South Sudan: UN relief chief sees ‘terrible situation’ in troubled Jonglei state
“I am extremely concerned that humanitarian premises were specifically targeted, and we lost critical supplies, which slowed our relief operation,” said Valerie Amos, Under-Secretary-General for Humanitarian Affairs, speaking to reporters after visiting Pibor and Walgak in Jonglei state.
“I urge all parties to respect humanitarian premises and personnel, so that we can help the people of Jonglei,” she said.
Deadly clashes between the Lou Nuer and Murle communities in late December and early January displaced tens of thousands of civilians and prompted UN agencies to launch a major humanitarian operation to assist those in need.
“We are working to meet basic life-saving needs – food, water, medicine, household items. Many of the areas we need to reach are very remote and can only be reached by air, making this operation hugely expensive compared to assistance delivered by road,” said Ms. Amos, who is also the UN Emergency Relief Coordinator.
She emphasized her concern over the humanitarian situation in the country as a whole, saying it remained “extremely precarious” and could deteriorate fast, with food shortages having already worsened this year.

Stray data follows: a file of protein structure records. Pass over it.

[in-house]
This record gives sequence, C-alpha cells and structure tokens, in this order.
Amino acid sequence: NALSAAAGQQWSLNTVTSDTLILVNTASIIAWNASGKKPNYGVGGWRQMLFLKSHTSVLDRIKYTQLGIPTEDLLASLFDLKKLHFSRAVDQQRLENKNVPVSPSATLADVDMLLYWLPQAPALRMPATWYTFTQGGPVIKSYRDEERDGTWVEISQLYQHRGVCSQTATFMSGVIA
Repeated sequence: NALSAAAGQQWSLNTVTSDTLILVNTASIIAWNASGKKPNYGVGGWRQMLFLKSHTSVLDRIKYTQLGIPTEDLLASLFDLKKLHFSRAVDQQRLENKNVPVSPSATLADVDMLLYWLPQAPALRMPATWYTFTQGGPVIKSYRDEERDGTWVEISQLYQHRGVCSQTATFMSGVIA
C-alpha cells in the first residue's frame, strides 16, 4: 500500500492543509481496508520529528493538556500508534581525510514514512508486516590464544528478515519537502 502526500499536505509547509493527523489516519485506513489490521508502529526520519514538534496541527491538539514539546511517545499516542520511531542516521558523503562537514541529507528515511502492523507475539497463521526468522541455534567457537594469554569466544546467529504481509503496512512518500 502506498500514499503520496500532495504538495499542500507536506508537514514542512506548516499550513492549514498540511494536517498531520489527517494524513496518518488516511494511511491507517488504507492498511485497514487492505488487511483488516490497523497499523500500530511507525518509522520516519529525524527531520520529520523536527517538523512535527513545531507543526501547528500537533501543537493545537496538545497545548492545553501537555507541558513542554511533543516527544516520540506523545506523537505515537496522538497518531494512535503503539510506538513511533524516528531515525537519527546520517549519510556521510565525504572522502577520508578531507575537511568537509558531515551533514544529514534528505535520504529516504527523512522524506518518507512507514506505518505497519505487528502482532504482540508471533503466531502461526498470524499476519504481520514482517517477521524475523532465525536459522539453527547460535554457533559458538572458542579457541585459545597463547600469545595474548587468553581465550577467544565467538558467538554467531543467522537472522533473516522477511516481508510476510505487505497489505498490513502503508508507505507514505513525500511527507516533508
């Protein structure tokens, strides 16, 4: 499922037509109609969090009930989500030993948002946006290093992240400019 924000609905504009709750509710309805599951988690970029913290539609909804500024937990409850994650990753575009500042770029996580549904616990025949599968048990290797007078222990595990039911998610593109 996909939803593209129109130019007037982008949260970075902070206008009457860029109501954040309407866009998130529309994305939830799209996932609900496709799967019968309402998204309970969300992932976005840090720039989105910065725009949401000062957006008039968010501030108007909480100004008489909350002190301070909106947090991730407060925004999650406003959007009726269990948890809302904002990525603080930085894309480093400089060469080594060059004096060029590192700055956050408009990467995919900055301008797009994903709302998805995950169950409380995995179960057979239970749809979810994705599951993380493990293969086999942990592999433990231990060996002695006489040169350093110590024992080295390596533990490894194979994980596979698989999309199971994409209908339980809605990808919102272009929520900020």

“If oil production is shut down, many people will feel the effects – humanitarian needs will inevitably increase, and the combined efforts of the Government, the aid community and the donors will not be enough. The scope of this crisis cannot be ignored,” she said.
Authorities in South Sudan have threatened to shut down oil production because of a lack of progress in talks to resolve a dispute with neighbouring Sudan over revenues and tariffs for the use of Sudan’s infrastructure to export the commodity.
The UN and humanitarian partners have this year requested donors to provide over $760 million for humanitarian needs in South Sudan. “But we can only do so much. Government leadership is vital,” said Ms. Amos.
She said the UN appreciated Government leadership in the highly complex return of internally displaced persons (IDPs) to their villages of origin, but stressed that returns must be voluntary, and conducted in safety and dignity.
“Since my last visit here in 2010, signs of change in South Sudan are already visible, and I can see it here in Juba. But perhaps the most significant change is in the hearts of the people, proud of their hard-won nation, the newest independent country in the world. The world must not let them down,” said Ms. Amos.